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Selling at auction

The process

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Selling your home at auction is by no means suitable for everyone. Here are some pointers which may give you an idea of whether or not you are at all interested in the idea. If you are, then we suggest you buy the excellent book 'Property auctions' by Clive Carpenter & Susan Harris to find out more about the subject.

Choosing auction houses

Ideally, your property should be in the same ballpark price range as the other properties in the catalogue. If 99% of the properties for sale at the auction are derelict houses in a low value area in need of a lot of work, you are unlike to have much joy selling a substantial Victorian country residence.

The auctioneer will seek to enter into a sole agency agreement with you, as regards the property. This means that they will advertise your home in brochures and catalogues on your behalf. Unfortunately it also means that you are liable for the costs of that advertising, as well as a portion of the room hire fee, regardless of whether you find a buyer for your home. You are unlikely to find an auctioneer who will sell your property on your behalf without such an arrangement.

On top of this, the auctioneer generally charges the seller around 2.5 % commission on the sale. Find out about all of the charges before you get involved, including the abortive costs involved if you don't find a buyer.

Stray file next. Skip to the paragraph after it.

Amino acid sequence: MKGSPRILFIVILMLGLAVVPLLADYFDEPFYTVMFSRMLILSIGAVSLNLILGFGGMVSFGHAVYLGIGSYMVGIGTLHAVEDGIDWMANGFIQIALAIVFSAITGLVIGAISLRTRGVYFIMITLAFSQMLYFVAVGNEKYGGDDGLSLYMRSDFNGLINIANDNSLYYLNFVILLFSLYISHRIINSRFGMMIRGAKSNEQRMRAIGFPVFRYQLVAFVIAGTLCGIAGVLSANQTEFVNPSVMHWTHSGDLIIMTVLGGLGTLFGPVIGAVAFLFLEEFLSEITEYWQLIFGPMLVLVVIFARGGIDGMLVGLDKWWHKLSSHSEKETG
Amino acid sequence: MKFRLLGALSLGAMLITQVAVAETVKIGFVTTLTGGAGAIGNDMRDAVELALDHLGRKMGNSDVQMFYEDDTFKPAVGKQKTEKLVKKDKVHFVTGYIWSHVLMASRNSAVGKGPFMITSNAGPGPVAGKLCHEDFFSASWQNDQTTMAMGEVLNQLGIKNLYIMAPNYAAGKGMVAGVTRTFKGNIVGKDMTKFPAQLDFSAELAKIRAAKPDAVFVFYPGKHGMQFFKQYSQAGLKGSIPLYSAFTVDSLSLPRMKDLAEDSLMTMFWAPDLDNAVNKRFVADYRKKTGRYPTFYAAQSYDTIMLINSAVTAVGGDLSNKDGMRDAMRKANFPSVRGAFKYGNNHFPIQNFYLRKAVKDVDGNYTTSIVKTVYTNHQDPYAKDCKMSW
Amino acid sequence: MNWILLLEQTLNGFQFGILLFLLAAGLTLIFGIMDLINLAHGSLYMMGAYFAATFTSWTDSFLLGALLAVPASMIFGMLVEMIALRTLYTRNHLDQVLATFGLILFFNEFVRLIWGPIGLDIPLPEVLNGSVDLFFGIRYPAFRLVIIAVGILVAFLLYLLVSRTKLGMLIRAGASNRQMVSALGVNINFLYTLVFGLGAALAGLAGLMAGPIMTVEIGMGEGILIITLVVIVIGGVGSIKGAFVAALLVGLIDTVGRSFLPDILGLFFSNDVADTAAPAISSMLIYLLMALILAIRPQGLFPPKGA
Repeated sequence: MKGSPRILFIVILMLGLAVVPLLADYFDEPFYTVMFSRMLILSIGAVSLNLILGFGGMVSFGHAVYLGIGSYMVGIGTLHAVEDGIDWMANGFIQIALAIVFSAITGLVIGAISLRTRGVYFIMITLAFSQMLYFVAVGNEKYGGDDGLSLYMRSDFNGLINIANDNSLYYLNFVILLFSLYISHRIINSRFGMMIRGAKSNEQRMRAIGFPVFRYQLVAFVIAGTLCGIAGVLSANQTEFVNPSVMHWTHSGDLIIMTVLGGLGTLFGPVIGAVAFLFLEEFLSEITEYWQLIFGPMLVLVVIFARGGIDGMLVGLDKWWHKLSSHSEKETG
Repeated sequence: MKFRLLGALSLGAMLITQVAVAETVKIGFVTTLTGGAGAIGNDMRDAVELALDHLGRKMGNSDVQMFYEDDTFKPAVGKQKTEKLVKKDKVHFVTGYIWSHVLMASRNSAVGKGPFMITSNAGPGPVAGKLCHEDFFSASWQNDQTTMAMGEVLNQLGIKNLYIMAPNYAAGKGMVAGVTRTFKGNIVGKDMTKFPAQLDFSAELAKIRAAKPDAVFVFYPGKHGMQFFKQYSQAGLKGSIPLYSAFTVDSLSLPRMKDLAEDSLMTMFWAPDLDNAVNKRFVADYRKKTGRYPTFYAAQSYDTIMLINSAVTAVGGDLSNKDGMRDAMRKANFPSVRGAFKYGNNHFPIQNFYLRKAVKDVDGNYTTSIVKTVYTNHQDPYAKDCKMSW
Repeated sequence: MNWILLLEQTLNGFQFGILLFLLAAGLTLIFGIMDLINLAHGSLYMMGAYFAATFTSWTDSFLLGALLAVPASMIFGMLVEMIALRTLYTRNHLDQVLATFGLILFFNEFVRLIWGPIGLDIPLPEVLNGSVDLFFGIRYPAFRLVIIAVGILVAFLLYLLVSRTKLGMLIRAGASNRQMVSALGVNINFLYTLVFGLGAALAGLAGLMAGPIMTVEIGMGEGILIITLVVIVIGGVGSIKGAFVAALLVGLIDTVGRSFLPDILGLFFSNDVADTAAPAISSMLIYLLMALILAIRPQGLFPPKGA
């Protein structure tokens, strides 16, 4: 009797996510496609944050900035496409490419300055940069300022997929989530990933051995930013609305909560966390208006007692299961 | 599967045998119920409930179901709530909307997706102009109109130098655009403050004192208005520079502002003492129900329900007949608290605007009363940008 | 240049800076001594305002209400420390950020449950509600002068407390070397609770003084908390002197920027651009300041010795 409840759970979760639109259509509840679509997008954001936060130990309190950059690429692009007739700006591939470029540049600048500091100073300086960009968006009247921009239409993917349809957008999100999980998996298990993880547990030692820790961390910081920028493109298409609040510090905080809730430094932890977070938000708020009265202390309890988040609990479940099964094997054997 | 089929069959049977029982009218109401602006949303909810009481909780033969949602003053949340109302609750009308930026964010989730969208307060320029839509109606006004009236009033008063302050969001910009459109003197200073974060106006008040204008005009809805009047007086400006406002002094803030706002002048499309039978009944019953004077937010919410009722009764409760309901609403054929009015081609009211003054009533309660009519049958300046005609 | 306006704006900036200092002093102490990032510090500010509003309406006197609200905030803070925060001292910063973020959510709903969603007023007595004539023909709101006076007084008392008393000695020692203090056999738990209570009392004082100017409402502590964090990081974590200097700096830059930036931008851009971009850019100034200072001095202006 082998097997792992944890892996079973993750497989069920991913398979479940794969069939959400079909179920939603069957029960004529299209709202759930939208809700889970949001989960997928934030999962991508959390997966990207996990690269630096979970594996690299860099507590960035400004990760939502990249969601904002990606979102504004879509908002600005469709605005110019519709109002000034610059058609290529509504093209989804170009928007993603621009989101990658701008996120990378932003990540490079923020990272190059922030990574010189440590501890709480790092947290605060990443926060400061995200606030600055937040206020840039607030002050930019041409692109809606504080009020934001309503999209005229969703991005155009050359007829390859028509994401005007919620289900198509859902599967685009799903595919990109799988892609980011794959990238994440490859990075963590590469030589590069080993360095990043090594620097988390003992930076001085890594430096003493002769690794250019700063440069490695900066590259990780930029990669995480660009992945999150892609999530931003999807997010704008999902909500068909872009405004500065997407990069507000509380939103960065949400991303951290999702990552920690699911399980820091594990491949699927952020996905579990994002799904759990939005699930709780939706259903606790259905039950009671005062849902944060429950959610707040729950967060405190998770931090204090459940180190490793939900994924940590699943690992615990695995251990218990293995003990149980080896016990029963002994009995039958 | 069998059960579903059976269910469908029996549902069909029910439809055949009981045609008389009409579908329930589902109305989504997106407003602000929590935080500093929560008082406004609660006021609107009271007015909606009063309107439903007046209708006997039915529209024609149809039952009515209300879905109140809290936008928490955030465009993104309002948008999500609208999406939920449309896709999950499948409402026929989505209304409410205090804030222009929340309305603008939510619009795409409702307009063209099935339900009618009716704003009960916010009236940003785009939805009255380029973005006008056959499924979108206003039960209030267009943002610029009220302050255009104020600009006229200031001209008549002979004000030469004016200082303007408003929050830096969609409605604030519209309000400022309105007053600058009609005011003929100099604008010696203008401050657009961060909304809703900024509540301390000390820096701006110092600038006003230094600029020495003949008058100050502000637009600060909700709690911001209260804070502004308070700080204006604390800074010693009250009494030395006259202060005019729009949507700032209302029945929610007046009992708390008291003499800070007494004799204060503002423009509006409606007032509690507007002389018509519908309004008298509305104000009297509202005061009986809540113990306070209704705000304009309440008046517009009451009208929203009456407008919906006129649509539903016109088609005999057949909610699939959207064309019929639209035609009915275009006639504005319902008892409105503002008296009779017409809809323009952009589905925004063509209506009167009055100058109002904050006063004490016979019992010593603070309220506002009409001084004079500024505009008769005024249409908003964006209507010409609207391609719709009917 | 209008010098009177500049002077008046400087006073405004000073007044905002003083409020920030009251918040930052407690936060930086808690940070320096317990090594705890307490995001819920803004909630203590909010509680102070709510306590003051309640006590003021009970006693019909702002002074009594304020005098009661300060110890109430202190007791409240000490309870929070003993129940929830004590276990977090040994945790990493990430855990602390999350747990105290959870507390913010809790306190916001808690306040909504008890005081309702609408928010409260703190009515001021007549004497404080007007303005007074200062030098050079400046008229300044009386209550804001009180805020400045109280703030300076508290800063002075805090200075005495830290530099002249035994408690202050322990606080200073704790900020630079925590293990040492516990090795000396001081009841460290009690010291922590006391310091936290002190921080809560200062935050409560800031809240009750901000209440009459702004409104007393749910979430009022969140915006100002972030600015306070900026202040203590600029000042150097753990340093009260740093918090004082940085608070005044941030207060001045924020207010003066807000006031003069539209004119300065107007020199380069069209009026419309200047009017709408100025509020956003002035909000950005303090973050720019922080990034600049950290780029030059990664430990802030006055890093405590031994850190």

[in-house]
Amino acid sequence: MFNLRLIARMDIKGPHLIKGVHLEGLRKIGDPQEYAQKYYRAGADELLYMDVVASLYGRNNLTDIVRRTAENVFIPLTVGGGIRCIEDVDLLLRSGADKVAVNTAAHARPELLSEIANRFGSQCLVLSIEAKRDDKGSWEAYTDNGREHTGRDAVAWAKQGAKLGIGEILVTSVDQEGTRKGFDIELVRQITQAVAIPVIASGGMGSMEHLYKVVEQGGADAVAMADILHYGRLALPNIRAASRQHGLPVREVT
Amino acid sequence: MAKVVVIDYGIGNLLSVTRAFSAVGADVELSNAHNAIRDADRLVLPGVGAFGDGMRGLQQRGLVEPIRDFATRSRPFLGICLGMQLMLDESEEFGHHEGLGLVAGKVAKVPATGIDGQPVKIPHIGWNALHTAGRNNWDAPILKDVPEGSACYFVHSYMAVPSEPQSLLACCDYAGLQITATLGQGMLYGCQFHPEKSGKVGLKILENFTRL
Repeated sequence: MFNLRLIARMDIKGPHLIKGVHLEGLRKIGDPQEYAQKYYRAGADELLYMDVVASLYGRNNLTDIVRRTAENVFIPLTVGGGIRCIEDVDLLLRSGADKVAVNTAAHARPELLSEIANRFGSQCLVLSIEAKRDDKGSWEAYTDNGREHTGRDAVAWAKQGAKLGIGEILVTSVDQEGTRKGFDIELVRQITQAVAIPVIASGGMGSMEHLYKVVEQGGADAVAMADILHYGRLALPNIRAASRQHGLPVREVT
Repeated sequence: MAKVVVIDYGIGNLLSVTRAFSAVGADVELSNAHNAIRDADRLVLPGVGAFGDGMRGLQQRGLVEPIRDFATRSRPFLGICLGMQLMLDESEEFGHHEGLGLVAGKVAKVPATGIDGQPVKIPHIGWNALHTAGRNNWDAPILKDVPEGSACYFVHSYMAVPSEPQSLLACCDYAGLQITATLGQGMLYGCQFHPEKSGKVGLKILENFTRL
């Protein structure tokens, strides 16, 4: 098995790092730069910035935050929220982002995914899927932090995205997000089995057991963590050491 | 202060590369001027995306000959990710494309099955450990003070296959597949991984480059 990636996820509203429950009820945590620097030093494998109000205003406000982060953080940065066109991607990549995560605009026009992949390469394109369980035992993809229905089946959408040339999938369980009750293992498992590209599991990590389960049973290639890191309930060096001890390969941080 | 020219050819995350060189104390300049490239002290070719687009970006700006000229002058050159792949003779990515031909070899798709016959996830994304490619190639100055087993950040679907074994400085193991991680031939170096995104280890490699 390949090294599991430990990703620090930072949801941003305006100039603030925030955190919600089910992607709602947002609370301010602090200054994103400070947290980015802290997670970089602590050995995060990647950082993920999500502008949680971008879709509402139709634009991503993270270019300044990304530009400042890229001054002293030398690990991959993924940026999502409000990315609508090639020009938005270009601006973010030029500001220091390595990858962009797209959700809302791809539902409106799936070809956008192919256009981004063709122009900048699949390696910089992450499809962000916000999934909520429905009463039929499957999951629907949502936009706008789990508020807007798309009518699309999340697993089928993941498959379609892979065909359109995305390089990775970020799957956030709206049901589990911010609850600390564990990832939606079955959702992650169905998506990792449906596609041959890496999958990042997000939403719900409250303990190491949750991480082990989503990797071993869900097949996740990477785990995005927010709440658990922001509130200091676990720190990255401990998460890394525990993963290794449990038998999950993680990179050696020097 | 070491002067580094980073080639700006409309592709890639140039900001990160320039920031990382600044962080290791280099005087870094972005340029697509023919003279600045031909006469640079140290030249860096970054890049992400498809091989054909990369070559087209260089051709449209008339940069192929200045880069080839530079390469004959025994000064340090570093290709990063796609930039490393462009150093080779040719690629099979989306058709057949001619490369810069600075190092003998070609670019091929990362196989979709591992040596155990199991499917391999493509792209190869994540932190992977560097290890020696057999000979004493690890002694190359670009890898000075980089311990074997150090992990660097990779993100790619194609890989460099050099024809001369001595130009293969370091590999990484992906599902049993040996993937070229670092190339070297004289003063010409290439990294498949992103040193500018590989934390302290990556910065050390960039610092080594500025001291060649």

Before the auction
Before putting your property up for auction, you should discuss matters with an estate agent or a qualified property auctioneer. Find out what the likely market value of your property will be and get advice as to a good level at which to set the reserve price.

Before the auction, you must instruct your solicitor or conveyancer to prepare a contract and details of any special conditions of the sale. These will be included in the agent's brochure.

You must also make your property available for open viewing from all those prospective buyers who have seen it in the catalogue and may be interested in buying the property. You also have to allow access to surveyors from those people who have viewed the property and wish to further their interest.

Information pack
Some auctioneers are now pre-empting the government's moves and requiring vendors to put together a seller's information pack. This typically contains an independent survey, property details and other background information. Some of them even require sellers to foot the bill for advance land registry and local authority searches, which are valid for three months from the date on which they are carried out.

Sale agreed
When the hammer falls at an auction, it signifies the agreement of a binding contract between buyer and seller. The buyer must pay 10 percent of the total sale price of the property before leaving the auction house. If the buyer fails to pay off the remaining balance within 28 days, you can sue them. You should be able to recoup the difference between the agreed sale price and the amount you eventually sell it for (assuming it is less), plus any expenses and costs that you incur.

Once the auction is complete, you solicitor will take care of the commission and auction expenses, the outstanding mortgage debt, and of course their own fees.

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